The Word "Shabbat"
March 6, 2015
Every week, Jody Hirsh, the JCC's Judaic Education Director, provides a Judaic message that is featured at the top of the JCC's weekly email newsletter. Below is the Shabbat message for Friday, March 6, 2015.
The Word “Shabbat”
Our word “Sabbath” in English comes directly from the Hebrew word, “Shabbat.” In fact, it probably is closer to the way Hebrew sounded thousands of years ago... it was probably pronounced “Shabbath” with a sibilant final letter. As a result of the ceaseless wanderings of the Jewish people, the Hebrew word morphed over the centuries: Shabbát in the Middle East and the Mediterranean (“Sephardic” Hebrew), and Shábbos in the Yiddish speaking lands of Europe (“Ashkenazic”) Hebrew. The 3 letter root of the word, can be used as a verb too! In fact in the description God’s actions (or inactions) of the first Shabbat in Genesis says: Vayishbot bayom ha-shvi’i which has been translated in so many ways. Here are three of them.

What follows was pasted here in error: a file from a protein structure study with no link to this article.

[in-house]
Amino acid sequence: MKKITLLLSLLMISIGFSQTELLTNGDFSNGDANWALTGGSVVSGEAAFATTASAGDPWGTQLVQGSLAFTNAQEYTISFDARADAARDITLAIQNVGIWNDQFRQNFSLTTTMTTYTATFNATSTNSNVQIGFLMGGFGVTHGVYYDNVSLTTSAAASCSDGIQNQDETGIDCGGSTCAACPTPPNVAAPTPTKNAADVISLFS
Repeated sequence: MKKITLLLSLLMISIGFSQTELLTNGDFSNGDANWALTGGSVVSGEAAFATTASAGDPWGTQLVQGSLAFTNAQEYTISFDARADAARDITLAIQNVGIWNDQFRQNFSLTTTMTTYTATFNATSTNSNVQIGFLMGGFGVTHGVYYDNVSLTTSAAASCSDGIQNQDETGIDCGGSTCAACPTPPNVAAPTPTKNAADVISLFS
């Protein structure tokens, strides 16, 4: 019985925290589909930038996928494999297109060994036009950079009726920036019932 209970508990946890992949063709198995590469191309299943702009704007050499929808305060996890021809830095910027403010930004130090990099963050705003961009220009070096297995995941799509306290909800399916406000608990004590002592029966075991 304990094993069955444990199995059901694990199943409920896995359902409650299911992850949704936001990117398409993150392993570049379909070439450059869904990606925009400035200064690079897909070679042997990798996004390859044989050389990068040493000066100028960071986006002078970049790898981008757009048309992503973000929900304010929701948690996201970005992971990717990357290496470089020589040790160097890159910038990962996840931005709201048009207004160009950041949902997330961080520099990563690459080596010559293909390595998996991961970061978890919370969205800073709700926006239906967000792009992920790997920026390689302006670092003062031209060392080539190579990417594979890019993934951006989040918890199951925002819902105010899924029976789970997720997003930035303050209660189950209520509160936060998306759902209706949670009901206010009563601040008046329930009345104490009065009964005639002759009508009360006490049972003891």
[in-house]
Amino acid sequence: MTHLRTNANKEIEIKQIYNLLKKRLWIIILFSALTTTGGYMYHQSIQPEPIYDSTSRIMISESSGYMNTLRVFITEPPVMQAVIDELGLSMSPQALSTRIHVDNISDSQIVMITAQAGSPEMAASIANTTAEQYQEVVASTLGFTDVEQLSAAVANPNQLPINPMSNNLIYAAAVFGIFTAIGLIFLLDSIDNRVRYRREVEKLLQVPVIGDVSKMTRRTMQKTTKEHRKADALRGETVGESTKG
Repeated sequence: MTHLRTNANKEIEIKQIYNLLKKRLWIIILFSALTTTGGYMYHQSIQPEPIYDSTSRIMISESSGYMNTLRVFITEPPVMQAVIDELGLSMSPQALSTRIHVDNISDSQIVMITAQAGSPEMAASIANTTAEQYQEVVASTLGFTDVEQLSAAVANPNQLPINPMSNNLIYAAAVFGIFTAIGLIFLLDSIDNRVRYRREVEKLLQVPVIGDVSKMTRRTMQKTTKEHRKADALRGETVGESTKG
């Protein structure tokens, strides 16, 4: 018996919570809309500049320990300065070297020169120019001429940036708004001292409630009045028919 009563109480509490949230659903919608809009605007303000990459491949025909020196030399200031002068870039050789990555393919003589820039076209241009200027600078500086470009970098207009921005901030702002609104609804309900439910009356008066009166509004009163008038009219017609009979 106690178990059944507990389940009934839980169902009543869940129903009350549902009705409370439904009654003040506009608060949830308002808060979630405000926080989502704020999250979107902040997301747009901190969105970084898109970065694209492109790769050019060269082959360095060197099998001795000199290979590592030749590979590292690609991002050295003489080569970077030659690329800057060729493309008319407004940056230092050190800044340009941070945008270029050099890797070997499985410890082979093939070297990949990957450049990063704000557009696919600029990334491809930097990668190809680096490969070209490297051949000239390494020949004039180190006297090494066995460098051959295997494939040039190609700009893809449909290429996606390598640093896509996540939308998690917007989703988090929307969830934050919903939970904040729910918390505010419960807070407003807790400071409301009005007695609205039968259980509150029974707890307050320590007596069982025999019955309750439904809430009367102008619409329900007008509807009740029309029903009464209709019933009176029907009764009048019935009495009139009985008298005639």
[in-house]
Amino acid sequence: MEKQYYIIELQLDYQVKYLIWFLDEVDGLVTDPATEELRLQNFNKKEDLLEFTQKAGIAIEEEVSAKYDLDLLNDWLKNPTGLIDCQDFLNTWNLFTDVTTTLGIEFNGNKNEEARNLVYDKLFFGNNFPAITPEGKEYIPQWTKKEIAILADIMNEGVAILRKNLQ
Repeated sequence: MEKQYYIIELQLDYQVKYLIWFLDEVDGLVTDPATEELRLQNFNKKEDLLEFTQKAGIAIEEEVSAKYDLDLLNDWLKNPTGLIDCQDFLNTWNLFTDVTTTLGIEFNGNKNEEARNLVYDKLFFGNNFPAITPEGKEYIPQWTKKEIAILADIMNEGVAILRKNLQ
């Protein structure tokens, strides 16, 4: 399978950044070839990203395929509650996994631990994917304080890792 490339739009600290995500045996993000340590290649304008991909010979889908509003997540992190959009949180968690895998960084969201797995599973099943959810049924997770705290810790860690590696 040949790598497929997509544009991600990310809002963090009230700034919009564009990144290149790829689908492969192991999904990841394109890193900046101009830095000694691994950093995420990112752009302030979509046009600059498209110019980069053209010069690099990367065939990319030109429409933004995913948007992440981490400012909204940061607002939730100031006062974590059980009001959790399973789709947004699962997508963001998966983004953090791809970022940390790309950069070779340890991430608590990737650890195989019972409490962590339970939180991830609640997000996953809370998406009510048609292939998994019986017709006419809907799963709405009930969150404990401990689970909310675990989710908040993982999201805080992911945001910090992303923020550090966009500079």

A. King James: And He rested on the seventh day from all His work.
B. Jewish Publication Society: And He ceased on the seventh day.
C. Artscroll: and He abstained on the seventh day from all His work.
So... what’s the story? What does the verb really mean? The best answer is...
“B” - The verb actually has to do with stopping, ceasing. Even the Rabbis 2,000 years ago were in agreement that God, unlike human beings, doesn’t need rest. But the idea of just not working is the core idea of Shabbat. In fact, the same Hebrew root is used in modern Hebrew for the concept of a labor strike! Strike: Shvitah. Striker: Shovet.